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Controlled Evolution of Morphology and Microstructure in Laser Interference-Structured Zirconia

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Tape-cast pseudo-cubic zirconia pellets were surface irradiated by two coherent interfering high-power short-pulse Nd:YAG laser beams. The interfering beams of the third harmonic with a wavelength of 355 nm of a 2.5-ns Q-switched laser produced a line-like intensity distribution with a periodic distance of 3.3 m due to the selected angle between the beams. The resulting nonuniform surface heating produced a microstructure consisting of ultrafine-grained zirconia with a grain size of about 10 nm within the top 100–200 nm depth of the treated surface region due to the high cooling rates during short-pulse laser processing (up to 1010 K/s). The surface morphology closely followed the microperiodic heat treatment provided by the interfering laser beams. The pore size distribution within the periodic surface morphology ranged from a few nanometers to a maximum of half of the periodic line distances.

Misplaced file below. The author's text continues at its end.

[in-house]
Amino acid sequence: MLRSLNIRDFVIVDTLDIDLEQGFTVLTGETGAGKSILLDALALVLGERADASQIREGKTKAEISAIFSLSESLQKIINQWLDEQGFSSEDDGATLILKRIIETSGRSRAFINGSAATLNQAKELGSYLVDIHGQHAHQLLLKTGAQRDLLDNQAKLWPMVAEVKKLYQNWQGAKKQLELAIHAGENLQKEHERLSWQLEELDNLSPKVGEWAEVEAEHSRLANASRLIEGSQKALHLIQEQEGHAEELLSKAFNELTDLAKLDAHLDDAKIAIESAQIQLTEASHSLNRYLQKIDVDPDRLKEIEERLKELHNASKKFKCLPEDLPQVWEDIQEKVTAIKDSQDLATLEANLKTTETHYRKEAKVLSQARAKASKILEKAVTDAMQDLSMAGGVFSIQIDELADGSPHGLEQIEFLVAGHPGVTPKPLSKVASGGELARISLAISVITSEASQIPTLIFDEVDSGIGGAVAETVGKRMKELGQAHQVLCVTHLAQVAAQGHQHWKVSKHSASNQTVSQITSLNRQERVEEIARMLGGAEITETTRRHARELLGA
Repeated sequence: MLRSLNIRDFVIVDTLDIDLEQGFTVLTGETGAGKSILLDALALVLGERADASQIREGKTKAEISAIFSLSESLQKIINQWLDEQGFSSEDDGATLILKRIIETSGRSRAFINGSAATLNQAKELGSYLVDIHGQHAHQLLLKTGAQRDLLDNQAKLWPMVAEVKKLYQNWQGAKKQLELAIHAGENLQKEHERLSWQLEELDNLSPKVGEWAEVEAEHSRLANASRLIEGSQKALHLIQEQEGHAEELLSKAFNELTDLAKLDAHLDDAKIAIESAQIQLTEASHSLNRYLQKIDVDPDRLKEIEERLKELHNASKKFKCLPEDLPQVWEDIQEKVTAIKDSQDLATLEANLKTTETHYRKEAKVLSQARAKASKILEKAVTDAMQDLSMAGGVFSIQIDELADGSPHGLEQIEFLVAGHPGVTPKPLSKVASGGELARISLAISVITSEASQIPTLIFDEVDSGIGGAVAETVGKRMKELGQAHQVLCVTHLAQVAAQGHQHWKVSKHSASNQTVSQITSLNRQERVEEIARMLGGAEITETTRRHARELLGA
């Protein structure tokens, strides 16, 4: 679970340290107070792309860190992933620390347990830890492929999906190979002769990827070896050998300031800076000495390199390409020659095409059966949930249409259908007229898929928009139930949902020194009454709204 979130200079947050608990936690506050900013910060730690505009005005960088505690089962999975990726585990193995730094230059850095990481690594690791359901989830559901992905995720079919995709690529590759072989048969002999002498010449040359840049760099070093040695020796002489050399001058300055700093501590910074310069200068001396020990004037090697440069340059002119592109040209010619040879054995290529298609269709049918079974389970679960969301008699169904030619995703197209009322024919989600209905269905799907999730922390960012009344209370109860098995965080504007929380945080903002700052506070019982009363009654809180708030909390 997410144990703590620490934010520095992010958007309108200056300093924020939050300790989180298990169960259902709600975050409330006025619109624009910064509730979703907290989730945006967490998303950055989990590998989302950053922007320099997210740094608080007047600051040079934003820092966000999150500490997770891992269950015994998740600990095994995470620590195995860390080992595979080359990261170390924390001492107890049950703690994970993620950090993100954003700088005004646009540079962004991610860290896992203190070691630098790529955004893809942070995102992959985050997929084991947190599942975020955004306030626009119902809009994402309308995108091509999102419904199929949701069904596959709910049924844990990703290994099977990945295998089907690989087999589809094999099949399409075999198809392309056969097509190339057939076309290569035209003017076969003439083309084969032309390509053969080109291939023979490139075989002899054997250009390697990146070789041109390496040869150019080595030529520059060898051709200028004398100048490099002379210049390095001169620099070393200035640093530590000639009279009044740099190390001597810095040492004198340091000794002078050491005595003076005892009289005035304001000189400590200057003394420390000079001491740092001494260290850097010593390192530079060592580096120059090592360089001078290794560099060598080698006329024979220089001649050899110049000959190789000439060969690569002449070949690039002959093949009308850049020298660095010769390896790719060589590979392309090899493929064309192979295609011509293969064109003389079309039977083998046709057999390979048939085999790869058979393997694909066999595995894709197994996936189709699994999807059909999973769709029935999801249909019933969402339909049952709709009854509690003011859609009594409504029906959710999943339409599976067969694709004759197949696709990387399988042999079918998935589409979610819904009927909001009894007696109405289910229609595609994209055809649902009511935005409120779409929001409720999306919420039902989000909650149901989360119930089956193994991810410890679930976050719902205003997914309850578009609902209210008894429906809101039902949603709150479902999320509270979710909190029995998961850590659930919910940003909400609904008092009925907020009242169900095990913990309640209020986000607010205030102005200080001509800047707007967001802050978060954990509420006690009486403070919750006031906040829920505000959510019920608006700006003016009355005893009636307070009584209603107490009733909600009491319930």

Document Type: Research Article


Affiliations: Oak Ridge National Laboratory, Materials Science and Technology Division, Oak Ridge, Tennessee 37831-6083

Publication date: July 1, 2008


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